Lately, there is an increased interest in research regarding the underlying mechanisms of autobiographical memory disturbances in psychopathology. The extended understanding of these mechanisms and related processes may facilitate treatment development for various clinical populations. In this symposium, the presenters will focus on new research examining the link between autobiographical memory and anxiety disorders and related symptoms. This link is examined in relation to appraisals of how central personally experienced events are to an individual’s identity, as well as to the content of various sampled memories. In the first study, the content and characteristics of autobiographical memories and episodic future thoughts in patients with severe health anxiety are examined and compared to patients with obsessive-compulsive disorder and control participants. In the second presentation, data concerning how memory centrality is related to emotion regulation will be presented. This relationship is later examined in the connection to non-specific anxiety symptoms (e.g., bodily sensations) and generalized anxiety disorder (GAD) symptoms. In the last presentation, the causal relation between memory centrality and symptoms of PTSD is explored using a centrality cognitive bias modification (CBM) training. It was tested whether a centrality CBM was able to decrease memory centrality and subsequent symptoms of PTSD. In sum, in this symposium the latest research findings on memory processes in severe health anxiety, GAD, and PTSD symptoms will be presented, side by side, in order to foster a broad way of thinking about memory processes in psychopathology and inform interventions.
Symposium Convenor: Mirjam Vermeulen
Chair: Mirjam Vermeulen
Presenters: Tine Bennedsen Gehrt,1; Adriana del Palacio-González,1; Mirjam Vermeulen,2
Discussant: Barbara Dritschel,3
1. Center on Autobiographical Memory Research, Aarhus University, Denmark; 2. Behavior, Health and Psychopathology, KU Leuven, Belgium; 3. School of Psychology, University of St Andrews, United Kingdom
Autobiographical memory in severe health anxiety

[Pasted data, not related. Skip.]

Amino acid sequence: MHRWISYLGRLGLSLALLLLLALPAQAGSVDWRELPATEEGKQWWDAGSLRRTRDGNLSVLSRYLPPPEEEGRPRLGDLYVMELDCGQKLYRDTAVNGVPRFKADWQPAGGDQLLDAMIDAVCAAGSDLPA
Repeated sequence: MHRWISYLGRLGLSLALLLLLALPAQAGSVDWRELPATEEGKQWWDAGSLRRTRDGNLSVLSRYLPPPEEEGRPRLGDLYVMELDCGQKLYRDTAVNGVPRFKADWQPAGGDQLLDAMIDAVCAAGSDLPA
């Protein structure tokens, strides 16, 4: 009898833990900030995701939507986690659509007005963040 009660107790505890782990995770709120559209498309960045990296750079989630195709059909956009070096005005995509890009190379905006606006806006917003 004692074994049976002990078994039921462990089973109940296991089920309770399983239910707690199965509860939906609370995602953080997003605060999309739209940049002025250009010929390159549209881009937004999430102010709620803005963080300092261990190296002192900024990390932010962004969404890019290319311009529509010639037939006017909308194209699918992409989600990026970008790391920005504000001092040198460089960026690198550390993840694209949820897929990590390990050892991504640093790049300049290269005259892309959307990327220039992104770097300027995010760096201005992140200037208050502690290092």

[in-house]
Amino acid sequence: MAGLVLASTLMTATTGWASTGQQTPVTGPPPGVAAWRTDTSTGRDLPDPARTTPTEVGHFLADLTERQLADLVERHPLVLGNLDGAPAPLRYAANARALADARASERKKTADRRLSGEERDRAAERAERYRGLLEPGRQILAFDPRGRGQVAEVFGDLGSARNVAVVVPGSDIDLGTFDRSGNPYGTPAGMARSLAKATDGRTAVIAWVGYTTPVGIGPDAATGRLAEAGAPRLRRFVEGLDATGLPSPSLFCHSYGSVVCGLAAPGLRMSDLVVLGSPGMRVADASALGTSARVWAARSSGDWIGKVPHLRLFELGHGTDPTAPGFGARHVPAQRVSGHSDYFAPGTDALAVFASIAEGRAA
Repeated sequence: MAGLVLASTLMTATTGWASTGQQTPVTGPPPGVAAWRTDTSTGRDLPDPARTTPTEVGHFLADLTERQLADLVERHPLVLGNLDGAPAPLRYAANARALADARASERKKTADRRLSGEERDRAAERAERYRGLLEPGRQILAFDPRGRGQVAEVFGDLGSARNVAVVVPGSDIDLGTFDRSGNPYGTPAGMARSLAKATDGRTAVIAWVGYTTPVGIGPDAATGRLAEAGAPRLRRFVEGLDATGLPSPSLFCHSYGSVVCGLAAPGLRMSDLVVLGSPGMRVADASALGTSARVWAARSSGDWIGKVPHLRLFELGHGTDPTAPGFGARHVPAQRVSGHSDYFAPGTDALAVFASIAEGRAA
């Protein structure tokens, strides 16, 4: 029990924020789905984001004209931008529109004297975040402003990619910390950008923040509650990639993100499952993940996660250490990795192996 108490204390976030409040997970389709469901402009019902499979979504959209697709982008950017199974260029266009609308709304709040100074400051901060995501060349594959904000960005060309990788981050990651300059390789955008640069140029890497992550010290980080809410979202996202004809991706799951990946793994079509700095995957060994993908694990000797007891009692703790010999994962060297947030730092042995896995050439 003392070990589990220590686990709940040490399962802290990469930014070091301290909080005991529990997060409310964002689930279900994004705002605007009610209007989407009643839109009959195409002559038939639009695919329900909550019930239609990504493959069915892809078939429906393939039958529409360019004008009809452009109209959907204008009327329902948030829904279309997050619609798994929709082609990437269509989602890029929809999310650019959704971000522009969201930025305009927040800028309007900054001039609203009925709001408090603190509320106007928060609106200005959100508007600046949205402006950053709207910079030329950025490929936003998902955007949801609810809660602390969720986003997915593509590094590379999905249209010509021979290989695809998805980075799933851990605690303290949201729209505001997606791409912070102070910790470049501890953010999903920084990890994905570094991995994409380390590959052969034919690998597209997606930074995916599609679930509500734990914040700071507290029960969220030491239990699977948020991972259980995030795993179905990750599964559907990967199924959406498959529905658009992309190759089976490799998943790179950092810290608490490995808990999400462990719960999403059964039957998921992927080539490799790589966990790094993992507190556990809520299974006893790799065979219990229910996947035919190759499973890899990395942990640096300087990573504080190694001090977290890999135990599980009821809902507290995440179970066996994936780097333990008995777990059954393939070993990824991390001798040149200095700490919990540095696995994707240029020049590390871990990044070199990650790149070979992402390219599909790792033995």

Tine B. Gehrt 1, Lisbeth Frostholm 2, Marie-Louise Obermann 3, Dorthe Berntsen 1
1 Center on Autobiographical Memory Research, Aarhus University, Denmark
2 Research Clinic for Functional Disorders, Aarhus University Hospital, Denmark
3 Clinic for OCD and Anxiety Disorders, Aarhus University Hospital, Denmark
Severe health anxiety is a disorder characterized by exaggerated rumination with intrusive worries about harboring a serious illness and a persistent preoccupation with one’s health. Memory processes have been proposed to be involved in the maintenance of severe health anxiety. However, autobiographical memory has not been directly studied in patients with severe health anxiety. The present study examined autobiographical memories and personal episodic future thoughts in patients diagnosed with severe health anxiety, patients diagnosed with obsessive-compulsive disorder (OCD) and control participants. The two patient groups displayed similar patterns in the characteristics of the autobiographical events, but differed in the content of the reported events. Patients with severe health anxiety reported more events related to their own illness or death than either of the two other groups. Patients with OCD did not show a distinct pattern of event content. The results are discussed in relation the role of autobiographical memory as a potential maintaining factor in severe health anxiety, and similarities and differences between severe health anxiety and OCD in autobiographical memory.